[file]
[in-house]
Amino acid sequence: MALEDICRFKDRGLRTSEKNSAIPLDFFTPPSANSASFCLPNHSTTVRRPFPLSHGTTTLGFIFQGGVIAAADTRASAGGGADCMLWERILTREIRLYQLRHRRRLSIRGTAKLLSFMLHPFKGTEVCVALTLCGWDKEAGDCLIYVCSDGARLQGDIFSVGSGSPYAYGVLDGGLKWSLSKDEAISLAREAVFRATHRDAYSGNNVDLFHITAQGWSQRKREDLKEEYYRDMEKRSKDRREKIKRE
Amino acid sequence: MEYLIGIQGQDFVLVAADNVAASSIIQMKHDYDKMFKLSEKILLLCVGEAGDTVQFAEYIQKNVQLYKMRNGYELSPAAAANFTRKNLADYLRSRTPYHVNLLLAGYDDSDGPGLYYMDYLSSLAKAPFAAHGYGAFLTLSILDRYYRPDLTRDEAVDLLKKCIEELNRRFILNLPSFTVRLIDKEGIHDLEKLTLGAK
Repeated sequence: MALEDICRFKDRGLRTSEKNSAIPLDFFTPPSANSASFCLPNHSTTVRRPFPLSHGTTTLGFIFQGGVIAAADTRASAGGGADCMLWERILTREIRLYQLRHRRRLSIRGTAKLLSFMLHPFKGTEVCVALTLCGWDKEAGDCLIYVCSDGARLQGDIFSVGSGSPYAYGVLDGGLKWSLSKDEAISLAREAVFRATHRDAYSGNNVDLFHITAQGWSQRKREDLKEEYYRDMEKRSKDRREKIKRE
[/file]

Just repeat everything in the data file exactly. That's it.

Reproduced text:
[in-house]
Amino acid sequence: MALEDICRFKDRGLRTSEKNSAIPLDFFTPPSANSASFCLPNHSTTVRRPFPLSHGTTTLGFIFQGGVIAAADTRASAGGGADCMLWERILTREIRLYQLRHRRRLSIRGTAKLLSFMLHPFKGTEVCVALTLCGWDKEAGDCLIYVCSDGARLQGDIFSVGSGSPYAYGVLDGGLKWSLSKDEAISLAREAVFRATHRDAYSGNNVDLFHITAQGWSQRKREDLKEEYYRDMEKRSKDRREKIKRE
Amino acid sequence: MEYLIGIQGQDFVLVAADNVAASSIIQMKHDYDKMFKLSEKILLLCVGEAGDTVQFAEYIQKNVQLYKMRNGYELSPAAAANFTRKNLADYLRSRTPYHVNLLLAGYDDSDGPGLYYMDYLSSLAKAPFAAHGYGAFLTLSILDRYYRPDLTRDEAVDLLKKCIEELNRRFILNLPSFTVRLIDKEGIHDLEKLTLGAK
Repeated sequence: MALEDICRFKDRGLRTSEKNSAIPLDFFTPPSANSASFCLPNHSTTVRRPFPLSHGTTTLGFIFQGGVIAAADTRASAGGGADCMLWERILTREIRLYQLRHRRRLSIRGTAKLLSFMLHPFKGTEVCVALTLCGWDKEAGDCLIYVCSDGARLQGDIFSVGSGSPYAYGVLDGGLKWSLSKDEAISLAREAVFRATHRDAYSGNNVDLFHITAQGWSQRKREDLKEEYYRDMEKRSKDRREKIKRE